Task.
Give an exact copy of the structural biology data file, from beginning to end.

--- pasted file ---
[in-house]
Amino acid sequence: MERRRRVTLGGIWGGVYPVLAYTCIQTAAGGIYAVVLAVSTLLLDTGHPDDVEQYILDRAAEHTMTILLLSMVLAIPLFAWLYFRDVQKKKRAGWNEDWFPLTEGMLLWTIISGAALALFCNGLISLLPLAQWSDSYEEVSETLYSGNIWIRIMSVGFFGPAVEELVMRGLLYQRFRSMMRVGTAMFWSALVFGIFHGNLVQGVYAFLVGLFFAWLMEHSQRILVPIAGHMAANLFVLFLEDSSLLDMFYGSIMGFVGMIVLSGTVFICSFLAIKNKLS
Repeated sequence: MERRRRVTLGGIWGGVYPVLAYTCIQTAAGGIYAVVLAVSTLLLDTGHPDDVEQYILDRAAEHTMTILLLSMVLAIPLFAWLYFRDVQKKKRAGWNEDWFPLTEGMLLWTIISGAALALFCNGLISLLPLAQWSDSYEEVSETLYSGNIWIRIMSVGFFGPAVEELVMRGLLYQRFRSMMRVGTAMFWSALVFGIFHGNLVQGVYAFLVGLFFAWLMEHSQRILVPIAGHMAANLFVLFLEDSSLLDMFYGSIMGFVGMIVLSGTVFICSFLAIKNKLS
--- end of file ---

[in-house]
Amino acid sequence: MERRRRVTLGGIWGGVYPVLAYTCIQTAAGGIYAVVLAVSTLLLDTGHPDDVEQYILDRAAEHTMTILLLSMVLAIPLFAWLYFRDVQKKKRAGWNEDWFPLTEGMLLWTIISGAALALFCNGLISLLPLAQWSDSYEEVSETLYSGNIWIRIMSVGFFGPAVEELVMRGLLYQRFRSMMRVGTAMFWSALVFGIFHGNLVQGVYAFLVGLFFAWLMEHSQRILVPIAGHMAANLFVLFLEDSSLLDMFYGSIMGFVGMIVLSGTVFICSFLAIKNKLS
Repeated sequence: MERRRRVTLGGIWGGVYPVLAYTCIQTAAGGIYAVVLAVSTLLLDTGHPDDVEQYILDRAAEHTMTILLLSMVLAIPLFAWLYFRDVQKKKRAGWNEDWFPLTEGMLLWTIISGAALALFCNGLISLLPLAQWSDSYEEVSETLYSGNIWIRIMSVGFFGPAVEELVMRGLLYQRFRSMMRVGTAMFWSALVFGIFHGNLVQGVYAFLVGLFFAWLMEHSQRILVPIAGHMAANLFVLFLEDSSLLDMFYGSIMGFVGMIVLSGTVFICSFLAIKNKLS